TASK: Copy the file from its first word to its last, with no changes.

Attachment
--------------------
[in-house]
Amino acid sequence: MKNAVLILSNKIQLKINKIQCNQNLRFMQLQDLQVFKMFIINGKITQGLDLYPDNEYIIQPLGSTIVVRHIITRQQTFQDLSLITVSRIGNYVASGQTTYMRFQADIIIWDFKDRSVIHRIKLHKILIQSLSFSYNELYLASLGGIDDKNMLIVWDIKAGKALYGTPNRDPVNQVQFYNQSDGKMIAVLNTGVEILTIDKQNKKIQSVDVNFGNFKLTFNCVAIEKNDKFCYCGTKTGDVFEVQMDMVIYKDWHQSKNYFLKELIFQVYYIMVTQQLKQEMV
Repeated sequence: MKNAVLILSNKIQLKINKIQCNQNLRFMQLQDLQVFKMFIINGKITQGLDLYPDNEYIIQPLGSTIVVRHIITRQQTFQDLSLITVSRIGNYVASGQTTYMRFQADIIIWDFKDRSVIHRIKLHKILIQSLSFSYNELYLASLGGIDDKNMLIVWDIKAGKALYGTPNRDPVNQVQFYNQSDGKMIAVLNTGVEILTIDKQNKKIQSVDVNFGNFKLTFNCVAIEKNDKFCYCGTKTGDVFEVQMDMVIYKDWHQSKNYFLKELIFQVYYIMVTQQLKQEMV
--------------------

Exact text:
[in-house]
Amino acid sequence: MKNAVLILSNKIQLKINKIQCNQNLRFMQLQDLQVFKMFIINGKITQGLDLYPDNEYIIQPLGSTIVVRHIITRQQTFQDLSLITVSRIGNYVASGQTTYMRFQADIIIWDFKDRSVIHRIKLHKILIQSLSFSYNELYLASLGGIDDKNMLIVWDIKAGKALYGTPNRDPVNQVQFYNQSDGKMIAVLNTGVEILTIDKQNKKIQSVDVNFGNFKLTFNCVAIEKNDKFCYCGTKTGDVFEVQMDMVIYKDWHQSKNYFLKELIFQVYYIMVTQQLKQEMV
Repeated sequence: MKNAVLILSNKIQLKINKIQCNQNLRFMQLQDLQVFKMFIINGKITQGLDLYPDNEYIIQPLGSTIVVRHIITRQQTFQDLSLITVSRIGNYVASGQTTYMRFQADIIIWDFKDRSVIHRIKLHKILIQSLSFSYNELYLASLGGIDDKNMLIVWDIKAGKALYGTPNRDPVNQVQFYNQSDGKMIAVLNTGVEILTIDKQNKKIQSVDVNFGNFKLTFNCVAIEKNDKFCYCGTKTGDVFEVQMDMVIYKDWHQSKNYFLKELIFQVYYIMVTQQLKQEMV